As soon as your baby turns 6 months or so, most family members start stressing on giving your baby a top feed and stop breastfeeding. As cow's milk is rich in nutrients, power packed with protein, vitamin and good source of iron. There was a time in India, when most women breastfed their babies, and for prolonged periods. But, now society has changed. Urbanization, work stress, family pressure, unwillingness to talk about breastfeeding, and several other reasons make most moms jump to a common ill-founded conclusion – a tall glass of cow's milk is good for the child.
Talking about my particular case: my purpose was not to stop breastfeeding my baby. The reason why I was considering cow's milk was because I wasn't sure if the breast milk was sufficient for his growth. This is why I consulted the doctor.
I am sharing the details of my conversation with my baby's paediatrician and the research I did to make sure I can give the best to my baby.
1. Can I Give My Baby Cow's Milk?
This is what the paediatrician said: “Your baby is 7 months old, and you should breastfeed him. If there is a problem, you can consider formula-milk which is specially designed milk for babies at this age. However, if you find it expensive, then you may go for cow's milk or buffalo milk.
But as far as possible, your first choice should always be breastfeeding your son. I will not recommend cow's milk for the baby before 12 to18 months."
2. Cow's Milk vs. Breast Milk
I asked the paediatrician to tell me more about breast milk and cow's milk and how they compared against each other. His answer really cleared my mind. He told me that breast milk is rich in nutrient and fulfils all vital needs of growing baby. Breast milk is a rich in antibodies to keep many problems at bay. Breast milk has all necessary protein building and immunity strengthening components. Breast milk is also easy digest.
On the other hand, cow's milk does have calcium, protein, iron and other vital nutrients. But all these ingredients are present in high dosage. This makes cow's milk difficult for the baby's delicate digestive system and puts extra unnecessary stress on it.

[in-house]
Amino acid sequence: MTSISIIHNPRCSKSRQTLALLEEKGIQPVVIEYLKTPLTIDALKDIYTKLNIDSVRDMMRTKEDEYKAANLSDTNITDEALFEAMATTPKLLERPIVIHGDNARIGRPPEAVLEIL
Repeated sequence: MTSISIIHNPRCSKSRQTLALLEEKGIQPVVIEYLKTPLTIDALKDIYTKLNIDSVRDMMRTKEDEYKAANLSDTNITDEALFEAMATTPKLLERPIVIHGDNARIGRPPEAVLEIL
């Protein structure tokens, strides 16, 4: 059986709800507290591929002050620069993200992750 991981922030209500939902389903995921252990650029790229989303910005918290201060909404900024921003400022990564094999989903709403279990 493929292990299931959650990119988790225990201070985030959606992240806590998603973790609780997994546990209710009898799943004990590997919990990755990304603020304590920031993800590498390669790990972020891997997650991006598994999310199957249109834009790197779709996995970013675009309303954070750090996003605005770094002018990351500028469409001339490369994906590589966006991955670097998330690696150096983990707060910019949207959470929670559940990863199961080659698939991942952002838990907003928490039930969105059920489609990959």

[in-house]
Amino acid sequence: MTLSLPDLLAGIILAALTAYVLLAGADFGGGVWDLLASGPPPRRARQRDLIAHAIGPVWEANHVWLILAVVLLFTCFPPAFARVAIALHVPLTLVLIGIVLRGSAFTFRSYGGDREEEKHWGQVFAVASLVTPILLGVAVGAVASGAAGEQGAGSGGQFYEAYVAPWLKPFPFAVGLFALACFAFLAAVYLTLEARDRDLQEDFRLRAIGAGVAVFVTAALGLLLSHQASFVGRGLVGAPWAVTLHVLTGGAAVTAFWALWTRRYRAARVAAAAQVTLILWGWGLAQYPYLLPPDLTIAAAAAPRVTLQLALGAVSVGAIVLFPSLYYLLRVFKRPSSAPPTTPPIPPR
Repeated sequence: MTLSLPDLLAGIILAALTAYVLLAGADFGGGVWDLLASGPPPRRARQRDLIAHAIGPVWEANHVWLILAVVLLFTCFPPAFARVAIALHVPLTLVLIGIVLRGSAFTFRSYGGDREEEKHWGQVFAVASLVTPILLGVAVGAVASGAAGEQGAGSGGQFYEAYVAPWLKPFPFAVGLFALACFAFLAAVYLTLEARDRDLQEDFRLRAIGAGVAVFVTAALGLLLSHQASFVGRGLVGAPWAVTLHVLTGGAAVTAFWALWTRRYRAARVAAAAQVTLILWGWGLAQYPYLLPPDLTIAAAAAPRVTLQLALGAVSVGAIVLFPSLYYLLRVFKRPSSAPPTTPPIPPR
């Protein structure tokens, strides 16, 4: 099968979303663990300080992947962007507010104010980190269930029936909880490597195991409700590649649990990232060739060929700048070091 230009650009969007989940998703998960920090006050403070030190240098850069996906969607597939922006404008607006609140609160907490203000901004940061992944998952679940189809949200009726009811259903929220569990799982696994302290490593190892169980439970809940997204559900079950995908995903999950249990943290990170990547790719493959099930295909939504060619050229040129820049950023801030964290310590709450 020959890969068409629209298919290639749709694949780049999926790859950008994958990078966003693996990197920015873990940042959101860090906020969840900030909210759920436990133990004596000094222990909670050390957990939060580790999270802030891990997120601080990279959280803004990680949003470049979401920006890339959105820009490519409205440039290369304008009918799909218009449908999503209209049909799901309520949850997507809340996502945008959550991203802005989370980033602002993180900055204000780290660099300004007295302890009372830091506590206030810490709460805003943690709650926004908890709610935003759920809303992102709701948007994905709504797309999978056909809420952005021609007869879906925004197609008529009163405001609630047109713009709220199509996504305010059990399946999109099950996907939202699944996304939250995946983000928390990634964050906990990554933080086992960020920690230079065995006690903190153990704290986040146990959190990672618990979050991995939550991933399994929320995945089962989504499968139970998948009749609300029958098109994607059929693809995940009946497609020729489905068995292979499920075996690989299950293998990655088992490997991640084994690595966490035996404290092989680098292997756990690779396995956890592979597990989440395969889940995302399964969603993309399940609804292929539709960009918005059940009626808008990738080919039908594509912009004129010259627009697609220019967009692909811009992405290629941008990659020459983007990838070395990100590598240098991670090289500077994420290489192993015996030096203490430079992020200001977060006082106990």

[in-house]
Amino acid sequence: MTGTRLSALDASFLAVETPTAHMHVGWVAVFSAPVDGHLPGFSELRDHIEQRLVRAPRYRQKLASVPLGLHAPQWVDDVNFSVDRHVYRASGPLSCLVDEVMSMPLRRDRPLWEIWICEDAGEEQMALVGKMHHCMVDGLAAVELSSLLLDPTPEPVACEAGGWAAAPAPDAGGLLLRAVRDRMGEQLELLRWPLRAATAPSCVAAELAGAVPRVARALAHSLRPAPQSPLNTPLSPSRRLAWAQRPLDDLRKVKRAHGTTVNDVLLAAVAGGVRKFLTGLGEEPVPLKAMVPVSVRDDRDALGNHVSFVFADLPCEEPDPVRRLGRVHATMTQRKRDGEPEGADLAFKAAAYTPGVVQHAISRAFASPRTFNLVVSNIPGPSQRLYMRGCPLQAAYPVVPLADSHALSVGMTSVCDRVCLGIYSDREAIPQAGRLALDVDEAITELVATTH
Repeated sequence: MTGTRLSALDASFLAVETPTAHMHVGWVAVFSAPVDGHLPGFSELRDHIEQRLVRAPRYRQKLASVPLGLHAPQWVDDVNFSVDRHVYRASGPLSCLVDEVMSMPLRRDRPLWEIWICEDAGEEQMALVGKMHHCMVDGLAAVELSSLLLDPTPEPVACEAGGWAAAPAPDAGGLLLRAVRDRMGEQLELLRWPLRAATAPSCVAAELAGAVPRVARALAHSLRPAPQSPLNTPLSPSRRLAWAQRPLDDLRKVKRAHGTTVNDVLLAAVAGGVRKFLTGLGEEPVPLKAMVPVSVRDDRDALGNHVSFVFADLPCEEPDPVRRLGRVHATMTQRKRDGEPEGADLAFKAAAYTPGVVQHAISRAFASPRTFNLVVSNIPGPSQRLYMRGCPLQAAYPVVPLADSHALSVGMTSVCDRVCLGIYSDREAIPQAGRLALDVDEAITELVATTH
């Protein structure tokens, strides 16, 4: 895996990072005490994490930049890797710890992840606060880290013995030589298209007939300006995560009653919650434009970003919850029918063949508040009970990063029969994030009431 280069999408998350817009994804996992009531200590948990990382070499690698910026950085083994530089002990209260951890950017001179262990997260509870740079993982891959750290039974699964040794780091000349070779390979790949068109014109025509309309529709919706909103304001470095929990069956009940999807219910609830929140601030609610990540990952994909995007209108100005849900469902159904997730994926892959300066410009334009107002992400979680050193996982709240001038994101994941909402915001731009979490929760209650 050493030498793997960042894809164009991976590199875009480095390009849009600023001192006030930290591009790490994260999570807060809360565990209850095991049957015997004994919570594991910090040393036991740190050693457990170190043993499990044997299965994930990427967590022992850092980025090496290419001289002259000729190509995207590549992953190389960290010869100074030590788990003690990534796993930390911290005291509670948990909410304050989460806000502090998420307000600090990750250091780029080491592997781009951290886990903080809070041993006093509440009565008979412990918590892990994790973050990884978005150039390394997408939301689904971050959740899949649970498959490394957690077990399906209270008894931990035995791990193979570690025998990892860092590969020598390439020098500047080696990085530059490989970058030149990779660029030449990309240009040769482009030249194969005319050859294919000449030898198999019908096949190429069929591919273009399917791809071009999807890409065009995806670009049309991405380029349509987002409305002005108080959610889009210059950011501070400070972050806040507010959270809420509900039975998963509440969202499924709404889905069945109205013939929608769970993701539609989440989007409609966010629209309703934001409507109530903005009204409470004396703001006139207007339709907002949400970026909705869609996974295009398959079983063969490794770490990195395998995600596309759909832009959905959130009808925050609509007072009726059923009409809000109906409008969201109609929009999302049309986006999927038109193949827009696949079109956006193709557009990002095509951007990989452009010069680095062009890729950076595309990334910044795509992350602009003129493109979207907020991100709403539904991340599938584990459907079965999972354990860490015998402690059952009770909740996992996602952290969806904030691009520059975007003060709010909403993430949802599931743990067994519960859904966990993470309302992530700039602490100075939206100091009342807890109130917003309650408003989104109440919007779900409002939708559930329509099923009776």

To understand this better my doctor gave me the example of sour milk. He said, "You have seen sour milk: it has two parts, the liquid or watery part whey, and curd, or the white clots, the thick part which is mainly the casein protein. Cow's milk is majorly that thick part, whereas the breast milk has whey part is major. Whey part is easy to digest whereas curd puts a load on digestive system."
3. Why Cow Milk May Not Be a Good Idea For The Baby
• Difficult to digest
The concentrated levels of proteins and other nutrients make it difficult to digest cow's milk by baby's gut. This in turn leads to problems like constipation, stomach ache, gas, colic, and diarrhoea.
• Anaemia in infants
Cow's milk doesn't have sufficient iron required for the baby's healthy growth. This can lead to piles (where baby will pass blood in the stools). This may make the infant or baby anaemic and iron deficient.
• Allergic reactions
Cow's milk may lead to certain types of allergies in babies. This can be rash, skin irritation, and fever. Sometimes ingestion of cow's milk may lead to irritating the digestive lining of the gut which causes kidney malfunction and bleeding in bowels.
4. When and How to Start Feeding Your Baby Cow's Milk?
My doctor said, "Your child will be able to digest the cow's milk once he turns one." He suggested offering cow's milk in a proportion of 3/4th formula and 1/4th cow's milk for a week in a sippy cup to see if it suited my baby. Then he said I can slowly increase the quantity of cow's milk week by week, ultimately reaching to a reverse proportion: 3/4th cow's milk and 1/4th formula by the 3rd week.
My Final Take
Finally, I believe that no milk can be an alternative to breast milk for your baby. I highly encourage breastfeeding.
As per the 'Infant And Young Child Feeding Practice In India Report', published in the National Family Health Survey, many mothers stop exclusive breastfeeding prematurely, with only 69% infants less than two months of age being breastfed exclusively! By two-three months of age, the number falls to 51% and by four-five months, breastfeeding plummets to 28% only.
I breastfed both my kids for 2 years. Breastfeeding is my baby's birth right and I will happily continue breastfeeding him as advised by my paediatrician. I would suggest that you too keep these pointers in mind and make the right decision for your baby. :)
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